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The Future of Fannie Mae and Freddie Mac

Don Layton, the Senior Visiting Fellow at the NYU Furman Center and the former CEO of Freddie Mac, has penned a new opinion piece for The Hill on what the future might hold for the two government-sponsored enterprises (GSEs) Fannie Mae and Freddie Mac. 

According to Layton, the question “what should we do with Fannie Mae and Freddie Mac?” has been a constant question since the GSE’s came under the Federal Housing Finance Agency control after losing consumer confidence in 2008. 

But even though they now fall under government control, the two companies remain the largest sources of mortgage credit, financing over 50% of the total of outstanding mortgages, valued at $12 trillion. 

It was the position of the Obama Administration to wind the GSEs down and replace them with something new which wasn’t tainted by its old name, and that position was held to the end of the administration. 

“It reflected that post-mortem analysis of the Great Recession showed how flawed the government-sponsored enterprise business model had become,” Layton said. “Fannie Mae and Freddie Mac went well beyond their congressionally-granted mission in order to pursue extra profit, took too much risk, benefitted heavily from a subsidy that officially did not exist, and had top executives focused too much on lobbying to protect subsidies and avoid robust regulation. It took nearly $200 billion of taxpayer money to bail them out.” 

While both sides of the political spectrum came to a general agreement that the GSEs should be replaced, the big question was with what would they be replaced with. Many ideas were thrown around by lawmakers, government officials, and think tanks, but no proposal ever got anywhere close to being a solution; these efforts were also hindered by a constant stream of new information further revealing fatal flaws in the companies. 

“It turns out that the core of the GSE business model—which protects the availability of the 30-year fixed-rate mortgage for the typical American homeowner—was really quite effective within the complex system of U.S. housing finance and unexpectedly hard to replace,” said Layton. 

In response, the government has been directing the GSEs to implement major internal reforms to fix their business model to improve operations. 

“For example, risk was cut dramatically by reducing the GSEs’ outsized investment portfolios and selling mortgage credit risk to institutional investors,” Layton said. “Newly-installed management focused not on lobbying but on quality customer service, improved technology, and proper safety and soundness. The GSEs led the way in treating troubled borrowers better through updated modification options and a natural disaster forbearance program. And all this was done within a strengthened regulatory envelope of safety and soundness.”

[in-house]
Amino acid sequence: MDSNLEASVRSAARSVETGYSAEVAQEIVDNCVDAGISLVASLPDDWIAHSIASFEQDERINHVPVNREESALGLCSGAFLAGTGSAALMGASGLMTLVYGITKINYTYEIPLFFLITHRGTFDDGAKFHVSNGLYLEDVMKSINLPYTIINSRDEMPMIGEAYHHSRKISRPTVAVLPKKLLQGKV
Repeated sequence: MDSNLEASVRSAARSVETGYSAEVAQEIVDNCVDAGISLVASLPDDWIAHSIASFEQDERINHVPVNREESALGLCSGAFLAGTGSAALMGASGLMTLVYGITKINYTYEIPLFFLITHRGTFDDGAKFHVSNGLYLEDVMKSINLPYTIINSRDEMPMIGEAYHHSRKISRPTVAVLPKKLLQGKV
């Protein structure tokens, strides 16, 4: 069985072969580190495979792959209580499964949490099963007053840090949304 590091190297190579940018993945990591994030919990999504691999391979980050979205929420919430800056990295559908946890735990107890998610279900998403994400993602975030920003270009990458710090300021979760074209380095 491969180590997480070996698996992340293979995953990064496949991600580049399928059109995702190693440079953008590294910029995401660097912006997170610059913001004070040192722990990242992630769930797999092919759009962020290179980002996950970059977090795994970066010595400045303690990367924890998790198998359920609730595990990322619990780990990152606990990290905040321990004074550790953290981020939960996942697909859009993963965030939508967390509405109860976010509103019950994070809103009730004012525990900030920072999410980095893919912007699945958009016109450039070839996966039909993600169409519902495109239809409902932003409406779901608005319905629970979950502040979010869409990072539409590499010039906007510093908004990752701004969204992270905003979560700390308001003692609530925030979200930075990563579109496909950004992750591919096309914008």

All of these changes seem to have worked: the latest official stress test revealed the GSEs would lose about $5 billion in a “severely adverse” economic downturn—down from $196 billion of loss they scored in their first stress test in 2013. 

Even yet, the improved technology offered to the GSEs paid off in spades during the pandemic, as they were able to handle a three-fold increase in volume without missing a step, as employees worked remotely to stay within Covid-19 protocols. 

“With the passage of time, the question of what to do with the two GSEs has, therefore, been answered: keep them in place, but with today’s reformed business model, which includes formalizing the existing utility-style price regulation to protect borrowers from being overcharged,” Layton said. “This general approach first publicly emerged about 2017 and has gained traction since, including because it has little risk of disrupting housing and mortgage markets. Realistically, there is simply no other approach broadly considered workable, other than keeping them under ‘temporary’ government control forever.”  

“The shorthand for this approach is reform, recapitalize and release,” Layton continued. “The reforms are substantively already in place, and recapitalization began in 2019 when the GSEs were permitted to retain their earnings, which has so far grown their combined net worth up to $90 billion.” 

“To make progress toward release, the Biden administration does not first need to develop a comprehensive plan; it just needs to take a few well-chosen steps. My suggestions would include revising the GSE regulatory capital requirement to more accurately reflect risk and setting the long-awaited fee to be paid by the GSEs to the Treasury for ongoing taxpayer support. Ideally, Treasury and the FHFA would also jointly begin planning further steps in what will be a complicated, multi-year process likely to take a minimum of 5 years.” 

Concluding his piece, Layton said any action taken will likely face criticism from both sides of the political spectrum. 

“It really is time, after more than 14 years, to stop kicking this can down the road.” 

About Author: Kyle G. Horst

Kyle G. Horst is a reporter for DS News and MReport. A graduate of the University of Texas at Tyler, he has worked for a number of daily, weekly, and monthly publications in South Dakota and Texas. With more than 10 years of experience in community journalism, he has won a number of state, national, and international awards for his writing and photography including best newspaper design by the Associated Press Managing Editors Group and the international iPhone photographer of the year by the iPhone Photography Awards. He most recently worked as editor of Community Impact Newspaper covering a number of Dallas-Ft. Worth communities on a hyperlocal level. Contact Kyle G. at [email protected].

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